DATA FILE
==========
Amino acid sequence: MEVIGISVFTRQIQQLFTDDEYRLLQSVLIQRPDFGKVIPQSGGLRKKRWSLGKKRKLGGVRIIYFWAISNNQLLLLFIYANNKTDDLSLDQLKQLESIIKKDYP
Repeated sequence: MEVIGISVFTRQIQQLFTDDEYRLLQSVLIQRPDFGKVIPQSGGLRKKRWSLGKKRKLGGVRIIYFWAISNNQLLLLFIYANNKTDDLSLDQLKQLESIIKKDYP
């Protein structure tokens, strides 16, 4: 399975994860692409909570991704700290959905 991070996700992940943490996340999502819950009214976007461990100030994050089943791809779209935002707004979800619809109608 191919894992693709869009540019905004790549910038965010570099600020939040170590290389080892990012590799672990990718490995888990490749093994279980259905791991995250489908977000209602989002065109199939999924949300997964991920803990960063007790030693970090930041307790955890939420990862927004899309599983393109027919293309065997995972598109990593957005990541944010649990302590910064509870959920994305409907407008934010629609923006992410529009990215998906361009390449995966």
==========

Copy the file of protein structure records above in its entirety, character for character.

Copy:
Amino acid sequence: MEVIGISVFTRQIQQLFTDDEYRLLQSVLIQRPDFGKVIPQSGGLRKKRWSLGKKRKLGGVRIIYFWAISNNQLLLLFIYANNKTDDLSLDQLKQLESIIKKDYP
Repeated sequence: MEVIGISVFTRQIQQLFTDDEYRLLQSVLIQRPDFGKVIPQSGGLRKKRWSLGKKRKLGGVRIIYFWAISNNQLLLLFIYANNKTDDLSLDQLKQLESIIKKDYP
């Protein structure tokens, strides 16, 4: 399975994860692409909570991704700290959905 991070996700992940943490996340999502819950009214976007461990100030994050089943791809779209935002707004979800619809109608 191919894992693709869009540019905004790549910038965010570099600020939040170590290389080892990012590799672990990718490995888990490749093994279980259905791991995250489908977000209602989002065109199939999924949300997964991920803990960063007790030693970090930041307790955890939420990862927004899309599983393109027919293309065997995972598109990593957005990541944010649990302590910064509870959920994305409907407008934010629609923006992410529009990215998906361009390449995966």